The fireworks came at exactly the right moment.
Kes The Band’s ‘Where Yuh From‘ was blasting, an appropriately pan-Caribbean anthem for the mix of sophisticated, soca-loving, UWI-connected islandistas and island men who always patronise Bliss.
And just as every man and woman jubilantly raised their hands to “show meh where yuh from”, the fireworks exploded across the sky. It was a surprise element, usually associated with the Old Year’s Night edition of Bliss but it exemplified how determined Esquire Entertainment was to reclaim the crown that had slipped badly last summer. And yet this wasn’t the highlight.
Not only were none of the issues which plagued Bliss last year (and which we sadly outlined in our review then) in evidence this year but they took everything to a higher level. The food service was more varied than ever before, with two Caribbean and two Asian food stations along with Texan,Thai, Italian, taco, sushi and dessert stations.
The food at every one was excellent and more importantly premium. There were no half measures of cheap pasta and sauce masquerading as top notch fare. It was delicious, beautifully presented and food you wouldn’t get just anywhere.
Better yet, there were no long lines – the food service area was huge, spread out over an area nearly as big as the main party area, with more than enough space for everyone to get served, wander around and not endure any back ups. And yet this wasn’t the highlight either.
The bar service was as fantastic as ever with a dedicated wine bar, Johnnie Walker bar and cocktail bar in addition to at least 3 other bars that I can recall. And yet this wasn’t the highlight either.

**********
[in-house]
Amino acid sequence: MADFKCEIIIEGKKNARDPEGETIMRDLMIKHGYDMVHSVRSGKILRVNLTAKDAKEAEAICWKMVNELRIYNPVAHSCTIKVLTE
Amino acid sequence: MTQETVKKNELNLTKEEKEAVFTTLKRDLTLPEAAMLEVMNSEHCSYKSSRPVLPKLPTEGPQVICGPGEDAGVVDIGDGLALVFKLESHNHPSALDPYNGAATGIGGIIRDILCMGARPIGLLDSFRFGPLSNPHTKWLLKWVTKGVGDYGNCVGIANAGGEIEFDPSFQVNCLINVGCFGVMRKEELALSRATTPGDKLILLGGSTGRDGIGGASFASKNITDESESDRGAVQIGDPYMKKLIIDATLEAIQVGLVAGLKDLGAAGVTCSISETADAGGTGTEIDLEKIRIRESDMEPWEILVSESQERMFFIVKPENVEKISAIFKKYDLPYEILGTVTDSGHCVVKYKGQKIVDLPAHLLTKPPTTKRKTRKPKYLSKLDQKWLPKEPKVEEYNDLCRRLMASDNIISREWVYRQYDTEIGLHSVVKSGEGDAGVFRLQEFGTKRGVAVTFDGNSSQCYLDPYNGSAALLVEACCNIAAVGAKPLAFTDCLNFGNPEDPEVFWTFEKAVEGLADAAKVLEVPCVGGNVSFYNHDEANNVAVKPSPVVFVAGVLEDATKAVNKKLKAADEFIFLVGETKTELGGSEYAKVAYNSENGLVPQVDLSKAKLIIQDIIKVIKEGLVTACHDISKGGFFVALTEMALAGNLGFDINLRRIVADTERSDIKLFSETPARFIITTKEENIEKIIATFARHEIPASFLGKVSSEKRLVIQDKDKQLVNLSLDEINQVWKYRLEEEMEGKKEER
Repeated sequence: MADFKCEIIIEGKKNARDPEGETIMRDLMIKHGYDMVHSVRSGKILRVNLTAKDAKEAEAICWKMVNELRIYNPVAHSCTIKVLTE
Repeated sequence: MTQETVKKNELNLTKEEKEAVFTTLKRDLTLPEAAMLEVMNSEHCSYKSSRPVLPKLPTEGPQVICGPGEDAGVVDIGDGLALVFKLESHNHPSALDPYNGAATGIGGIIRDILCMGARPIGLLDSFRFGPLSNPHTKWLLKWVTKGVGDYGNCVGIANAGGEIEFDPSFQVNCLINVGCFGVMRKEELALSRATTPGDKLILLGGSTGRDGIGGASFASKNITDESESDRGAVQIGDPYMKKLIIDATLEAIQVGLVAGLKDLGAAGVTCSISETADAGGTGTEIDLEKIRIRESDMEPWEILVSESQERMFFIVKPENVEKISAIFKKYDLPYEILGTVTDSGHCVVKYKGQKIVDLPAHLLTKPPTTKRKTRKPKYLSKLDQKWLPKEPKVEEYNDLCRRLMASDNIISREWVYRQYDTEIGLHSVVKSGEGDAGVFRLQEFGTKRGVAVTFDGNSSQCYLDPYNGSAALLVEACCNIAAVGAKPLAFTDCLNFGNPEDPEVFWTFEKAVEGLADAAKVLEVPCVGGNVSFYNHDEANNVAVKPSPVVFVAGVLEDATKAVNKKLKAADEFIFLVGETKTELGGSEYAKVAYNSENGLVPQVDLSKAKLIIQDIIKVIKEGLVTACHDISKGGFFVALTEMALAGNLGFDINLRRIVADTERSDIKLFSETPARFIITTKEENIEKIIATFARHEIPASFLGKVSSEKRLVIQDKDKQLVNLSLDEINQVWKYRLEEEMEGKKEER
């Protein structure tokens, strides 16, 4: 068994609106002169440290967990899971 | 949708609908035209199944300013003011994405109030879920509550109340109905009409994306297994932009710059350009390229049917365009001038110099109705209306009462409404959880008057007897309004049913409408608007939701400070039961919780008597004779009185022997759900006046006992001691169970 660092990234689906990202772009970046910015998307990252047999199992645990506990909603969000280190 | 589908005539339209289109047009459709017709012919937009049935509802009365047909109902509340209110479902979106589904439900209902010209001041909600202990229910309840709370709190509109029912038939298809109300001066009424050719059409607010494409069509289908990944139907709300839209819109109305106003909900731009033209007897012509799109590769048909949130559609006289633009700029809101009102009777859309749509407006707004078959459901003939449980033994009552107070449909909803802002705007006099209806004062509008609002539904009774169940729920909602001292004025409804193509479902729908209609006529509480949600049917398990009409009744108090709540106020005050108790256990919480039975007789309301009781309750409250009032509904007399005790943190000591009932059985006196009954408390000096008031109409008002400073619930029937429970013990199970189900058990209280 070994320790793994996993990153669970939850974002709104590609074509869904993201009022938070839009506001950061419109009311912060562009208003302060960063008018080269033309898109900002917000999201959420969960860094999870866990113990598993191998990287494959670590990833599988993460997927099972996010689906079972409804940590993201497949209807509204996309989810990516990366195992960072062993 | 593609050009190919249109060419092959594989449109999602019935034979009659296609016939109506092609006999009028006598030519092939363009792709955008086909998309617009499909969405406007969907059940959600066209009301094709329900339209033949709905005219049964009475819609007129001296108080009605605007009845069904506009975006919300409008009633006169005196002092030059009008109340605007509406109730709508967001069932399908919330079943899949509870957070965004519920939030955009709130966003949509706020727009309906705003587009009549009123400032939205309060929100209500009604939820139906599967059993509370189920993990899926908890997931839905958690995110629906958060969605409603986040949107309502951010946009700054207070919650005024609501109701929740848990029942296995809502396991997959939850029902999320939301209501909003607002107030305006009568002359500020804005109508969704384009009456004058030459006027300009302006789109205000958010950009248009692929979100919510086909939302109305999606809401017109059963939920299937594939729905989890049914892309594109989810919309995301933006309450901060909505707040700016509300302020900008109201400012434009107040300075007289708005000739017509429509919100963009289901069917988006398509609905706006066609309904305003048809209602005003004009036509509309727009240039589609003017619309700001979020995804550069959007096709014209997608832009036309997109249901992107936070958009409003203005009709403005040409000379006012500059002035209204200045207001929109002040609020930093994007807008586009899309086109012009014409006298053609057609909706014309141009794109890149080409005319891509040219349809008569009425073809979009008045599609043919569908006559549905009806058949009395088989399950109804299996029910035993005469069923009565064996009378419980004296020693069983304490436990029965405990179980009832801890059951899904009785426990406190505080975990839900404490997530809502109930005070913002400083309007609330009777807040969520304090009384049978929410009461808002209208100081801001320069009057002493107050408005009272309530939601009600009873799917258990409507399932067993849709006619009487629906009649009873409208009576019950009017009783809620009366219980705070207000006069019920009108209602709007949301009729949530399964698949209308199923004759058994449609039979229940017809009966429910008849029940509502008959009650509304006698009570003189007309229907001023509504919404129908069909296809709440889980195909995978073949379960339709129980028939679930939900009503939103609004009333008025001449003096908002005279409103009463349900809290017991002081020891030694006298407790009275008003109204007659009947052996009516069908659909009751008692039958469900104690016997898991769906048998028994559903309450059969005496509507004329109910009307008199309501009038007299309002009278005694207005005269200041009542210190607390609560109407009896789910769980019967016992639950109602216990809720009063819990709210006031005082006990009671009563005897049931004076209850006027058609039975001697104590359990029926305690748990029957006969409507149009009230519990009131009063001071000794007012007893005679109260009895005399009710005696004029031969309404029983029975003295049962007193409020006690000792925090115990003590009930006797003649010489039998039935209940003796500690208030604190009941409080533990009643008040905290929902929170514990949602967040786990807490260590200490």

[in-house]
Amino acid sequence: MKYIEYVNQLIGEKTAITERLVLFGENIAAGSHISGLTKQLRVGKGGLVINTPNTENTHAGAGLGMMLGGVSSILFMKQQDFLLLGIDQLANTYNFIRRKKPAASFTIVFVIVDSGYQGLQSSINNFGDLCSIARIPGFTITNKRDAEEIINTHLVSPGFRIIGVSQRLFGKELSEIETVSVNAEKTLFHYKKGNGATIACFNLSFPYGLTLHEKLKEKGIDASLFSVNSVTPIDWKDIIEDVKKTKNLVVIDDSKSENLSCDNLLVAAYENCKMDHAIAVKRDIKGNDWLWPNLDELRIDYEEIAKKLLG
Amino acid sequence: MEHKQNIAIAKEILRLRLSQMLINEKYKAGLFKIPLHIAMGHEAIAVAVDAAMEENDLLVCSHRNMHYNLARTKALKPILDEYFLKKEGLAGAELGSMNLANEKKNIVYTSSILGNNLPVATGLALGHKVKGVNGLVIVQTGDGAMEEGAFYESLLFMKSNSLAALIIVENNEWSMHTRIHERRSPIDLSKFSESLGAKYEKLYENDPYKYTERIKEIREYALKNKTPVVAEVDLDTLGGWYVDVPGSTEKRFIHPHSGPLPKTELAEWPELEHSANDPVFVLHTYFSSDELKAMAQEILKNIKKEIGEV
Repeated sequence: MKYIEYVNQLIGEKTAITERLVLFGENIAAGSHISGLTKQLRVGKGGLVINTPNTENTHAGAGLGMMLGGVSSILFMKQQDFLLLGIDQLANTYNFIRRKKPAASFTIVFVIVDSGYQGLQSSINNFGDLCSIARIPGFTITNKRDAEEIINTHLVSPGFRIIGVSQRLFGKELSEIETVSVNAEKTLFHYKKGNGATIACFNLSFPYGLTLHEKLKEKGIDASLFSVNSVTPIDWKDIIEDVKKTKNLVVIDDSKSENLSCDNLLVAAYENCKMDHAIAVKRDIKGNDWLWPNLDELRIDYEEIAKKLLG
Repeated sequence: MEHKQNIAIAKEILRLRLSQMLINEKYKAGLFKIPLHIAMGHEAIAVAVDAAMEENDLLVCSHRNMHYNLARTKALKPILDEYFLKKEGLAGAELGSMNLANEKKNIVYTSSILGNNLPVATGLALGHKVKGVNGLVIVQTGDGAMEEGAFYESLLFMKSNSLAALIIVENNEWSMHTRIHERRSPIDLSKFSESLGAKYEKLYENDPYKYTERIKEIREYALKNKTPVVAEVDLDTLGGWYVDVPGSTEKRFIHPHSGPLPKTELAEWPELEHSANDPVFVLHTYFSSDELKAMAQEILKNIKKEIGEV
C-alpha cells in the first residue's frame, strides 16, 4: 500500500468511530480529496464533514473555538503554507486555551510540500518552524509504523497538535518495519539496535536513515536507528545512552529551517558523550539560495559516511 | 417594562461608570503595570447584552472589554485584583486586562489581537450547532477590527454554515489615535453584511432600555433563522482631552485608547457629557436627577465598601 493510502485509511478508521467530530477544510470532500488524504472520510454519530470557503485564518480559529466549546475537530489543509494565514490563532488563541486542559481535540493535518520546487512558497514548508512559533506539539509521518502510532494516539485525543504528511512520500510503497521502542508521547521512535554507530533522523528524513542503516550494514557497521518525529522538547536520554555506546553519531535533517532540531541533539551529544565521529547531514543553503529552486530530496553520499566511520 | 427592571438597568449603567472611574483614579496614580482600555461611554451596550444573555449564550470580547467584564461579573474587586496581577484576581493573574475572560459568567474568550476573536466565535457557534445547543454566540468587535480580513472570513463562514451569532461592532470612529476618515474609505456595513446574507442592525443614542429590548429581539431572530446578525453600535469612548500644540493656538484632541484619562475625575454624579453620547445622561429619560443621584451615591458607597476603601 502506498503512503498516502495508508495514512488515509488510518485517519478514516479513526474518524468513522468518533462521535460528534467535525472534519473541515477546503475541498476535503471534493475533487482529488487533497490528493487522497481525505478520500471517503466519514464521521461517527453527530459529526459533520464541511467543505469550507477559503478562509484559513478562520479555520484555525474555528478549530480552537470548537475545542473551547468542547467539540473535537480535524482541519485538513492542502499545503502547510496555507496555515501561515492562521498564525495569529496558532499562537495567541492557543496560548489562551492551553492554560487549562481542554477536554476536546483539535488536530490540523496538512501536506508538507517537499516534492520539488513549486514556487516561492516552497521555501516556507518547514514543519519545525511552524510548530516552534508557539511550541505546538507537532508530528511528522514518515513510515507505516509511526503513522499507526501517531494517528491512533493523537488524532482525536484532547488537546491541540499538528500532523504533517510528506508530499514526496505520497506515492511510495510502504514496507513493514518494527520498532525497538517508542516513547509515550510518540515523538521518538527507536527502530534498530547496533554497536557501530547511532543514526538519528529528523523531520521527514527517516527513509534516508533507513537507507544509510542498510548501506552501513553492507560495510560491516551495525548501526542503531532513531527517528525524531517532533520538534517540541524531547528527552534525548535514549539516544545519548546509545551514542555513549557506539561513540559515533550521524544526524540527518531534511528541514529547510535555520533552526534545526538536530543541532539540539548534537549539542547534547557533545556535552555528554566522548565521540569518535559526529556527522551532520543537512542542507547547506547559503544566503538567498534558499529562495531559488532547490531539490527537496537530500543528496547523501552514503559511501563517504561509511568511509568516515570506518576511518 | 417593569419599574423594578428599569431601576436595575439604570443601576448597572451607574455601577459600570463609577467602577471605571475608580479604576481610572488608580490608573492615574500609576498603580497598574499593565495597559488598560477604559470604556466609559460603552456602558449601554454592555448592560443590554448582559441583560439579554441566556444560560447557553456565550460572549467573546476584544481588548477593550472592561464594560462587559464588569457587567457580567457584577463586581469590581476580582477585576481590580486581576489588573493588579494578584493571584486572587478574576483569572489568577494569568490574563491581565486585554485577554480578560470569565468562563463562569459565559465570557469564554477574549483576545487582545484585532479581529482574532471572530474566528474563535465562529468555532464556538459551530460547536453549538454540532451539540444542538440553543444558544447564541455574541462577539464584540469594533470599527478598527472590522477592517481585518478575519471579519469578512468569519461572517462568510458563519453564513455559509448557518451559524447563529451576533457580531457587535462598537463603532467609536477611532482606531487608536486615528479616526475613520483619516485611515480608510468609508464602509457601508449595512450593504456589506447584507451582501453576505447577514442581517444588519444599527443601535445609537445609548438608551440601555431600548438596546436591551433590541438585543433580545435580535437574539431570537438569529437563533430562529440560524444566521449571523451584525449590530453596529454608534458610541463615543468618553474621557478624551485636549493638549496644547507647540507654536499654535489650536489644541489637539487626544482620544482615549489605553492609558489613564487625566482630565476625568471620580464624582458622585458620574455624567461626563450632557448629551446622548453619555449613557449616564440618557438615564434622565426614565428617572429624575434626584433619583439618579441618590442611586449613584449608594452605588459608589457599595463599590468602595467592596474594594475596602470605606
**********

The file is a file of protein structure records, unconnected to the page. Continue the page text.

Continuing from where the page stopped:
The DJs were all great. Regulars Mayhem Soundz built the early vibes while youngin DJ Puffy sent the tempo higher at his Bliss debut with some soca tunes way older than he is and Jamaican DJs Billy and Poovie closed out with flair. At the peak, Trinidad’s Private Ryan cleverly paid tribute with a session of soca tunes from what is arguably Barbados’ golden era of soca – the ‘Bajan Invasion’ of the late 90s to early 00s. Considering the current ‘Trinvasion’ in entertainment and business, it was poignant. And yet this wasn’t the highlight either.
The true highlight was when the rain came. Just like the fireworks, it came at exactly the right moment, just as the first strains of Machel Montano’s ‘Haunted‘ came on, whipping the crowd into a frenzy. And as the rain poured, they roared:
“It’s prime time,
Mek up your mind,
This Carnival is one of a kind!
Cause we heading outta road,
And we in party mode,
Nobody’s going home,
We circuits overload!”
And THAT… was the highlight. Vibes that cannot be replicated. And at that moment everyone knew Bliss was back.